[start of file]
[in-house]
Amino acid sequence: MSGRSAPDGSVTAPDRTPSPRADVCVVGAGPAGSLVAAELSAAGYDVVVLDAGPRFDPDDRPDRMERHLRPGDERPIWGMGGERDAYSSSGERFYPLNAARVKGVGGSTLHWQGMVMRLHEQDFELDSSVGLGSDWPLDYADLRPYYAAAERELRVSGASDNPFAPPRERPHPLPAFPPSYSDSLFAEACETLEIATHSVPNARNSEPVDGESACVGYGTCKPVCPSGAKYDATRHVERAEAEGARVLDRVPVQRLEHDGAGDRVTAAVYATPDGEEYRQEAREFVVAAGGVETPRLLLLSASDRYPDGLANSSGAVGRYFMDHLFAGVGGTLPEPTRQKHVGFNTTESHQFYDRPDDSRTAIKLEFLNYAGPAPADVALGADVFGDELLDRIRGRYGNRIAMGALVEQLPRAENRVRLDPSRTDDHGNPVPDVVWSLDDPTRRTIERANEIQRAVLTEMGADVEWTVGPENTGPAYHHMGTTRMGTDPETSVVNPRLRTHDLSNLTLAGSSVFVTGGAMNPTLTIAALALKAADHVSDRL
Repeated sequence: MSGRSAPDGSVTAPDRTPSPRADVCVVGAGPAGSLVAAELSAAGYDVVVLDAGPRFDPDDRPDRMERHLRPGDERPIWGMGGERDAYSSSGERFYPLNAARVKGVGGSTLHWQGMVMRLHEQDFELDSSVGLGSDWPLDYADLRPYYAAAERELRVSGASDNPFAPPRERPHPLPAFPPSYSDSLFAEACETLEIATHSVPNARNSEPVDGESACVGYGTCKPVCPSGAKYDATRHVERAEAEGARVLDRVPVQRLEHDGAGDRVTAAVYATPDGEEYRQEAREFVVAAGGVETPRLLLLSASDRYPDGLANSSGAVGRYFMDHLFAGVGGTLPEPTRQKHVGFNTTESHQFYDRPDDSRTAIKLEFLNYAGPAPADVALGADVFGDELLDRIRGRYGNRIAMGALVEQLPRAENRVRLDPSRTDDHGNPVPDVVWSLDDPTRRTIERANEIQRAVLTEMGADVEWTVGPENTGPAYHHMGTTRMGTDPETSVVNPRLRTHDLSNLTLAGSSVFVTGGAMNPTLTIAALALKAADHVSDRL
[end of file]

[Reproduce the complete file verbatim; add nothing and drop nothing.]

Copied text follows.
[in-house]
Amino acid sequence: MSGRSAPDGSVTAPDRTPSPRADVCVVGAGPAGSLVAAELSAAGYDVVVLDAGPRFDPDDRPDRMERHLRPGDERPIWGMGGERDAYSSSGERFYPLNAARVKGVGGSTLHWQGMVMRLHEQDFELDSSVGLGSDWPLDYADLRPYYAAAERELRVSGASDNPFAPPRERPHPLPAFPPSYSDSLFAEACETLEIATHSVPNARNSEPVDGESACVGYGTCKPVCPSGAKYDATRHVERAEAEGARVLDRVPVQRLEHDGAGDRVTAAVYATPDGEEYRQEAREFVVAAGGVETPRLLLLSASDRYPDGLANSSGAVGRYFMDHLFAGVGGTLPEPTRQKHVGFNTTESHQFYDRPDDSRTAIKLEFLNYAGPAPADVALGADVFGDELLDRIRGRYGNRIAMGALVEQLPRAENRVRLDPSRTDDHGNPVPDVVWSLDDPTRRTIERANEIQRAVLTEMGADVEWTVGPENTGPAYHHMGTTRMGTDPETSVVNPRLRTHDLSNLTLAGSSVFVTGGAMNPTLTIAALALKAADHVSDRL
Repeated sequence: MSGRSAPDGSVTAPDRTPSPRADVCVVGAGPAGSLVAAELSAAGYDVVVLDAGPRFDPDDRPDRMERHLRPGDERPIWGMGGERDAYSSSGERFYPLNAARVKGVGGSTLHWQGMVMRLHEQDFELDSSVGLGSDWPLDYADLRPYYAAAERELRVSGASDNPFAPPRERPHPLPAFPPSYSDSLFAEACETLEIATHSVPNARNSEPVDGESACVGYGTCKPVCPSGAKYDATRHVERAEAEGARVLDRVPVQRLEHDGAGDRVTAAVYATPDGEEYRQEAREFVVAAGGVETPRLLLLSASDRYPDGLANSSGAVGRYFMDHLFAGVGGTLPEPTRQKHVGFNTTESHQFYDRPDDSRTAIKLEFLNYAGPAPADVALGADVFGDELLDRIRGRYGNRIAMGALVEQLPRAENRVRLDPSRTDDHGNPVPDVVWSLDDPTRRTIERANEIQRAVLTEMGADVEWTVGPENTGPAYHHMGTTRMGTDPETSVVNPRLRTHDLSNLTLAGSSVFVTGGAMNPTLTIAALALKAADHVSDRL